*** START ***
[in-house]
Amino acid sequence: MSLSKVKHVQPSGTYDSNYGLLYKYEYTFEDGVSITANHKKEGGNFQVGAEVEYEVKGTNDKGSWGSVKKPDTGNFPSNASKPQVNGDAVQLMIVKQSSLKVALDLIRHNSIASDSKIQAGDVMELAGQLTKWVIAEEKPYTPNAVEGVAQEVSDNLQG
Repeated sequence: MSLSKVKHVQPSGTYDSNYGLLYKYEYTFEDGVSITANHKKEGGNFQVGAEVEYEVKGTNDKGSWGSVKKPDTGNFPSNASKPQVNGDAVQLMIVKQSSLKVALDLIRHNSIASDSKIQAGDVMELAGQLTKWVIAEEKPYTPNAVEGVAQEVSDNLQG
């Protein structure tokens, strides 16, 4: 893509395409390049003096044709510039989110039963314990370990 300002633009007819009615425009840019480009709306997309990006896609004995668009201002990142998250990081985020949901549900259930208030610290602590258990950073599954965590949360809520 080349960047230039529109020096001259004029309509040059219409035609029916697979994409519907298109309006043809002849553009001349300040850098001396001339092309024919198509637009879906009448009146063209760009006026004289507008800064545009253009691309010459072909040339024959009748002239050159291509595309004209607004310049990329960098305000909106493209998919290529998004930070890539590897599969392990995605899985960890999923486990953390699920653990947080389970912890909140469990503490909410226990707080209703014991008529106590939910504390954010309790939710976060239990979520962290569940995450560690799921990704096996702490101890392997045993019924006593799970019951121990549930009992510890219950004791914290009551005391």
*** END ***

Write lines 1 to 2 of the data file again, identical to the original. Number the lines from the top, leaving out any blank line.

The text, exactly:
[in-house]
Amino acid sequence: MSLSKVKHVQPSGTYDSNYGLLYKYEYTFEDGVSITANHKKEGGNFQVGAEVEYEVKGTNDKGSWGSVKKPDTGNFPSNASKPQVNGDAVQLMIVKQSSLKVALDLIRHNSIASDSKIQAGDVMELAGQLTKWVIAEEKPYTPNAVEGVAQEVSDNLQG